Author Topic: Nothing Really Exists  (Read 2980 times)

Offline Quiet Heart

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Nothing Really Exists
« on: January 03, 2010, 04:38:37 pm »
 :dharma:

Nothing Really Exists

Yamaoka Tesshu, as a young student of Zen, visited one master after another. He called upon Dokuon of Shokoku.
Desiring to show his attainments, he said: "This mind, Buddha, and sentient beings, after all, do not exist. The true nature of all phenomena is emptiness. There is no realization, no delusion, no sage, no mediocrity. There is no giving and nothing to be received."
Dokuon, who was smoking quietly, listening, said nothing. Then he called for Yamaoka to approach him.
Thinking he was about to be praised for his understanding, Yamaoka approached the teacher.
When Yamaoka came close, Dokuon suddenly hit with his bamboo pipe.
This made the youth quite angry, and he cursed in anger.
"Yamaoka", shouted Dokuon, "If nothing exists then where did your anger come from?"
 :dharma:




"If nothing exists," inquired Dokuon, "where did this anger come from?"


TMingyur

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Re: Nothing Really Exists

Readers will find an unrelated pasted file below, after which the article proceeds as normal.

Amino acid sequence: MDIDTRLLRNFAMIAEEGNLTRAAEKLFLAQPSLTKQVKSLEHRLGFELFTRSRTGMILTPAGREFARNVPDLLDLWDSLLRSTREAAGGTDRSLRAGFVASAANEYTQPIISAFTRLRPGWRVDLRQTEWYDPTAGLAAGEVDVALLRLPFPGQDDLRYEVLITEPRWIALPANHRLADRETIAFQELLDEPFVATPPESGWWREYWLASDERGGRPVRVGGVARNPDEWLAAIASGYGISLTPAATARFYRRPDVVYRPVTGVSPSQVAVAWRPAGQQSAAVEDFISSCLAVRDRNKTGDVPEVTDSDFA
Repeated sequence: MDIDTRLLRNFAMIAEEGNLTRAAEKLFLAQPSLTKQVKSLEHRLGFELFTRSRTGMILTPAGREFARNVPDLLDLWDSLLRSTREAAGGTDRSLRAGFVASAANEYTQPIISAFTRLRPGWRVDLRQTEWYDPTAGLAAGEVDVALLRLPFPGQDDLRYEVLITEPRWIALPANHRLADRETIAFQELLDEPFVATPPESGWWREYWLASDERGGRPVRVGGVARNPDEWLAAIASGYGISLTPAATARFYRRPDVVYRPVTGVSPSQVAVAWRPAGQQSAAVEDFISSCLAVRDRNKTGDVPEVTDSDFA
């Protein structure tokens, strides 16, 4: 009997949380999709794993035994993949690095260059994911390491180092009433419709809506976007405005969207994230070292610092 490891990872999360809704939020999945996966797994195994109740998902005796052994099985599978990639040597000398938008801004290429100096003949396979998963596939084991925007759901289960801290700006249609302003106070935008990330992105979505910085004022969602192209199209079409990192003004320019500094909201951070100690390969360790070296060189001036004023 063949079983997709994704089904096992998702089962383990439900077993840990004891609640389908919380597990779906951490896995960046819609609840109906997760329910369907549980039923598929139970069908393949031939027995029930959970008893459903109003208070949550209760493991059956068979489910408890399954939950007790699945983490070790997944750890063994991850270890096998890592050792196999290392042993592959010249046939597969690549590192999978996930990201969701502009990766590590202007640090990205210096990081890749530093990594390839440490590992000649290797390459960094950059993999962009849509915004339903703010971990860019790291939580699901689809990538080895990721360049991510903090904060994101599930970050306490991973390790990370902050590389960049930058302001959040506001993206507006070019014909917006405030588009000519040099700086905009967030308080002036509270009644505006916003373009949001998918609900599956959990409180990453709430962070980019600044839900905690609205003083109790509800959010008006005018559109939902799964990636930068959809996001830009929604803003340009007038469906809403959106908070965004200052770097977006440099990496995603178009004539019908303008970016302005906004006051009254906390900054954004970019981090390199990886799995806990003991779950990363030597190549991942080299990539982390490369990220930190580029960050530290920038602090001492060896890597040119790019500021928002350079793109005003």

« Reply #1 on: January 03, 2010, 11:36:42 pm »
Although the heading is right "Nothing Really Exists" in the rest of the text the statements are wrong because there it reads "does not exist", "really" having been skipped. This indicates the error of extreme view.

Kind regards
« Last Edit: January 03, 2010, 11:38:32 pm by TMingyur »

Offline Shi Hong Yang

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Re: Nothing Really Exists
« Reply #2 on: January 04, 2010, 04:11:21 pm »
TMingyur

The topic title use of "really" is irrelevant to the story, almost like an affirmation of an understanding of the teaching.  Since Quiet Heart hasn't published the source text it still reads quite nicely as it is.  We have no idea yet of whether it's been quoted or just retold in Quiet Heart's words.

Tmingyur doesn't this story remind you of the Heart Sutra?